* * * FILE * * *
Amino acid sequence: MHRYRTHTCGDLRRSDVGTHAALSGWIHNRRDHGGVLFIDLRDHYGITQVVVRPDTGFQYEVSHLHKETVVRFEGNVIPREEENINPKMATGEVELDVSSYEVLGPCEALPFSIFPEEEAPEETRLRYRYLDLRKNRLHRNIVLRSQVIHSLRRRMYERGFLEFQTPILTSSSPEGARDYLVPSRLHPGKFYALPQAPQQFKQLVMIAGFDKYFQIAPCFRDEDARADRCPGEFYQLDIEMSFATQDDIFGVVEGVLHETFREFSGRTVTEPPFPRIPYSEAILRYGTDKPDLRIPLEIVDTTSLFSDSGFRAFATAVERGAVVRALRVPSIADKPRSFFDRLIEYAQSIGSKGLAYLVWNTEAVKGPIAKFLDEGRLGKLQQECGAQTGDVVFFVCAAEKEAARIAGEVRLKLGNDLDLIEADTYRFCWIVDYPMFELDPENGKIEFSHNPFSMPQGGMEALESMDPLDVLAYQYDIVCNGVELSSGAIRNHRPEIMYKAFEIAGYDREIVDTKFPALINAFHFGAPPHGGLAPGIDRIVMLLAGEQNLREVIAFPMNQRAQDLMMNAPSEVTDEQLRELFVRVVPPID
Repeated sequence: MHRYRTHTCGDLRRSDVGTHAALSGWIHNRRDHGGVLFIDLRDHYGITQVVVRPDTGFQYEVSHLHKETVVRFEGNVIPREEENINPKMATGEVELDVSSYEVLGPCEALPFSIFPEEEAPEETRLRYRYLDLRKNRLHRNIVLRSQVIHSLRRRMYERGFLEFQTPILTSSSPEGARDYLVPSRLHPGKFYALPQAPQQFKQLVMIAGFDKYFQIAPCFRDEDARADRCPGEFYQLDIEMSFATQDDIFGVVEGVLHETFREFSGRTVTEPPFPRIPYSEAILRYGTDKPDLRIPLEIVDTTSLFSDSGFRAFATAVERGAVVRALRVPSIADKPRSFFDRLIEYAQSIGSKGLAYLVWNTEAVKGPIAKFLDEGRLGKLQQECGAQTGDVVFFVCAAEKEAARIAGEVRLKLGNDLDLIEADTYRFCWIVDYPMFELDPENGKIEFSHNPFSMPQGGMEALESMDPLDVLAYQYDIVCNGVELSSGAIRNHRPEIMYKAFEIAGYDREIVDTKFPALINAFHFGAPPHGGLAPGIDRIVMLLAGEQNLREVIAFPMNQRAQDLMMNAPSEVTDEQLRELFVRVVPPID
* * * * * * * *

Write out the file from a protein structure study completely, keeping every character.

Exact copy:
Amino acid sequence: MHRYRTHTCGDLRRSDVGTHAALSGWIHNRRDHGGVLFIDLRDHYGITQVVVRPDTGFQYEVSHLHKETVVRFEGNVIPREEENINPKMATGEVELDVSSYEVLGPCEALPFSIFPEEEAPEETRLRYRYLDLRKNRLHRNIVLRSQVIHSLRRRMYERGFLEFQTPILTSSSPEGARDYLVPSRLHPGKFYALPQAPQQFKQLVMIAGFDKYFQIAPCFRDEDARADRCPGEFYQLDIEMSFATQDDIFGVVEGVLHETFREFSGRTVTEPPFPRIPYSEAILRYGTDKPDLRIPLEIVDTTSLFSDSGFRAFATAVERGAVVRALRVPSIADKPRSFFDRLIEYAQSIGSKGLAYLVWNTEAVKGPIAKFLDEGRLGKLQQECGAQTGDVVFFVCAAEKEAARIAGEVRLKLGNDLDLIEADTYRFCWIVDYPMFELDPENGKIEFSHNPFSMPQGGMEALESMDPLDVLAYQYDIVCNGVELSSGAIRNHRPEIMYKAFEIAGYDREIVDTKFPALINAFHFGAPPHGGLAPGIDRIVMLLAGEQNLREVIAFPMNQRAQDLMMNAPSEVTDEQLRELFVRVVPPID
Repeated sequence: MHRYRTHTCGDLRRSDVGTHAALSGWIHNRRDHGGVLFIDLRDHYGITQVVVRPDTGFQYEVSHLHKETVVRFEGNVIPREEENINPKMATGEVELDVSSYEVLGPCEALPFSIFPEEEAPEETRLRYRYLDLRKNRLHRNIVLRSQVIHSLRRRMYERGFLEFQTPILTSSSPEGARDYLVPSRLHPGKFYALPQAPQQFKQLVMIAGFDKYFQIAPCFRDEDARADRCPGEFYQLDIEMSFATQDDIFGVVEGVLHETFREFSGRTVTEPPFPRIPYSEAILRYGTDKPDLRIPLEIVDTTSLFSDSGFRAFATAVERGAVVRALRVPSIADKPRSFFDRLIEYAQSIGSKGLAYLVWNTEAVKGPIAKFLDEGRLGKLQQECGAQTGDVVFFVCAAEKEAARIAGEVRLKLGNDLDLIEADTYRFCWIVDYPMFELDPENGKIEFSHNPFSMPQGGMEALESMDPLDVLAYQYDIVCNGVELSSGAIRNHRPEIMYKAFEIAGYDREIVDTKFPALINAFHFGAPPHGGLAPGIDRIVMLLAGEQNLREVIAFPMNQRAQDLMMNAPSEVTDEQLRELFVRVVPPID